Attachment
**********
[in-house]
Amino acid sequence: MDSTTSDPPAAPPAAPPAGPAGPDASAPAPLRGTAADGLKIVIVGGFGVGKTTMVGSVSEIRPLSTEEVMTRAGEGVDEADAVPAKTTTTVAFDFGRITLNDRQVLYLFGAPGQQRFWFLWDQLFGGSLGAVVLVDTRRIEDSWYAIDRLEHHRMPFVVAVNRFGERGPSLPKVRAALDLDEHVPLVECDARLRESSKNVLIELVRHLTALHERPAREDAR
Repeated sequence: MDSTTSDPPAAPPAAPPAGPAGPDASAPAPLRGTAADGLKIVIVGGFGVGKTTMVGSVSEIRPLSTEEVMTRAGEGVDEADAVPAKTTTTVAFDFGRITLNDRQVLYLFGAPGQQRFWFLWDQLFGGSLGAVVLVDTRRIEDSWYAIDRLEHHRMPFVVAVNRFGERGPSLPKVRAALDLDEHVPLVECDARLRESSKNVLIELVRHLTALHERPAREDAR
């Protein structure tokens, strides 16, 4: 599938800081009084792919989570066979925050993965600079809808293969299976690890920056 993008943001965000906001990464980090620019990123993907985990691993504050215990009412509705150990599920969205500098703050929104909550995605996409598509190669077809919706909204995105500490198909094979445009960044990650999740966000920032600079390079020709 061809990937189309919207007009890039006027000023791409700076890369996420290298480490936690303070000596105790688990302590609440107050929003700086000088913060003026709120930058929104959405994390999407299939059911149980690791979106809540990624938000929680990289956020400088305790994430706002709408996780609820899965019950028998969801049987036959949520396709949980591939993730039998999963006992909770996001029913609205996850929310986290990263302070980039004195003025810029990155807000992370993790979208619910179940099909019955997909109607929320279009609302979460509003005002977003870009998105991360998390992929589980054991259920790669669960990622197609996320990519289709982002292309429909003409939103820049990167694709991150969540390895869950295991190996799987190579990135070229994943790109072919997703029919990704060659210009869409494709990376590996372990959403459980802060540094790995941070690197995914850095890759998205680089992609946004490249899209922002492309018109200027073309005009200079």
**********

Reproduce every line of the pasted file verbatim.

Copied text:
[in-house]
Amino acid sequence: MDSTTSDPPAAPPAAPPAGPAGPDASAPAPLRGTAADGLKIVIVGGFGVGKTTMVGSVSEIRPLSTEEVMTRAGEGVDEADAVPAKTTTTVAFDFGRITLNDRQVLYLFGAPGQQRFWFLWDQLFGGSLGAVVLVDTRRIEDSWYAIDRLEHHRMPFVVAVNRFGERGPSLPKVRAALDLDEHVPLVECDARLRESSKNVLIELVRHLTALHERPAREDAR
Repeated sequence: MDSTTSDPPAAPPAAPPAGPAGPDASAPAPLRGTAADGLKIVIVGGFGVGKTTMVGSVSEIRPLSTEEVMTRAGEGVDEADAVPAKTTTTVAFDFGRITLNDRQVLYLFGAPGQQRFWFLWDQLFGGSLGAVVLVDTRRIEDSWYAIDRLEHHRMPFVVAVNRFGERGPSLPKVRAALDLDEHVPLVECDARLRESSKNVLIELVRHLTALHERPAREDAR
């Protein structure tokens, strides 16, 4: 599938800081009084792919989570066979925050993965600079809808293969299976690890920056 993008943001965000906001990464980090620019990123993907985990691993504050215990009412509705150990599920969205500098703050929104909550995605996409598509190669077809919706909204995105500490198909094979445009960044990650999740966000920032600079390079020709 061809990937189309919207007009890039006027000023791409700076890369996420290298480490936690303070000596105790688990302590609440107050929003700086000088913060003026709120930058929104959405994390999407299939059911149980690791979106809540990624938000929680990289956020400088305790994430706002709408996780609820899965019950028998969801049987036959949520396709949980591939993730039998999963006992909770996001029913609205996850929310986290990263302070980039004195003025810029990155807000992370993790979208619910179940099909019955997909109607929320279009609302979460509003005002977003870009998105991360998390992929589980054991259920790669669960990622197609996320990519289709982002292309429909003409939103820049990167694709991150969540390895869950295991190996799987190579990135070229994943790109072919997703029919990704060659210009869409494709990376590996372990959403459980802060540094790995941070690197995914850095890759998205680089992609946004490249899209922002492309018109200027073309005009200079």